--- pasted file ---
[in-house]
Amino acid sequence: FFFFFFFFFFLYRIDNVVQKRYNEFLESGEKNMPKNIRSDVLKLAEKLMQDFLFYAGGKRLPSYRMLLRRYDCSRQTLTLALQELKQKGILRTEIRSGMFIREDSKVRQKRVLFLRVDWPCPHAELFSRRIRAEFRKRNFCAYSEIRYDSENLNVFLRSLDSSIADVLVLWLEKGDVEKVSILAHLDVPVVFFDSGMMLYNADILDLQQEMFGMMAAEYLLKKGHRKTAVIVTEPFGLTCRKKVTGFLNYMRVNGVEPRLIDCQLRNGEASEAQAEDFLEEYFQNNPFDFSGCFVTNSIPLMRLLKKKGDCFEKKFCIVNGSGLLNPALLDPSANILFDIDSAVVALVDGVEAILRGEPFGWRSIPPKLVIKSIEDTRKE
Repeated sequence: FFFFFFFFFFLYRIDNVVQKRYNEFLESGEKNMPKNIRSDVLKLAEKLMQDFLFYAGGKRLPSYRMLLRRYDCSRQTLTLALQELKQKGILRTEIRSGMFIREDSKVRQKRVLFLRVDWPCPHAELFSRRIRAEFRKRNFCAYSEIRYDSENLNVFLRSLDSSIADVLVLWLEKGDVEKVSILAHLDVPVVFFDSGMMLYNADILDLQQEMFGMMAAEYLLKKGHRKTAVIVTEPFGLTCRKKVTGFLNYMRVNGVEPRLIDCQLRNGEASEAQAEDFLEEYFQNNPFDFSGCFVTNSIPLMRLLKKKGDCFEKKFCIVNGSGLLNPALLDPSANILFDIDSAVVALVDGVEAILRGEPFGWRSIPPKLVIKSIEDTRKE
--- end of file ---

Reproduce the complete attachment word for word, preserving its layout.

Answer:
[in-house]
Amino acid sequence: FFFFFFFFFFLYRIDNVVQKRYNEFLESGEKNMPKNIRSDVLKLAEKLMQDFLFYAGGKRLPSYRMLLRRYDCSRQTLTLALQELKQKGILRTEIRSGMFIREDSKVRQKRVLFLRVDWPCPHAELFSRRIRAEFRKRNFCAYSEIRYDSENLNVFLRSLDSSIADVLVLWLEKGDVEKVSILAHLDVPVVFFDSGMMLYNADILDLQQEMFGMMAAEYLLKKGHRKTAVIVTEPFGLTCRKKVTGFLNYMRVNGVEPRLIDCQLRNGEASEAQAEDFLEEYFQNNPFDFSGCFVTNSIPLMRLLKKKGDCFEKKFCIVNGSGLLNPALLDPSANILFDIDSAVVALVDGVEAILRGEPFGWRSIPPKLVIKSIEDTRKE
Repeated sequence: FFFFFFFFFFLYRIDNVVQKRYNEFLESGEKNMPKNIRSDVLKLAEKLMQDFLFYAGGKRLPSYRMLLRRYDCSRQTLTLALQELKQKGILRTEIRSGMFIREDSKVRQKRVLFLRVDWPCPHAELFSRRIRAEFRKRNFCAYSEIRYDSENLNVFLRSLDSSIADVLVLWLEKGDVEKVSILAHLDVPVVFFDSGMMLYNADILDLQQEMFGMMAAEYLLKKGHRKTAVIVTEPFGLTCRKKVTGFLNYMRVNGVEPRLIDCQLRNGEASEAQAEDFLEEYFQNNPFDFSGCFVTNSIPLMRLLKKKGDCFEKKFCIVNGSGLLNPALLDPSANILFDIDSAVVALVDGVEAILRGEPFGWRSIPPKLVIKSIEDTRKE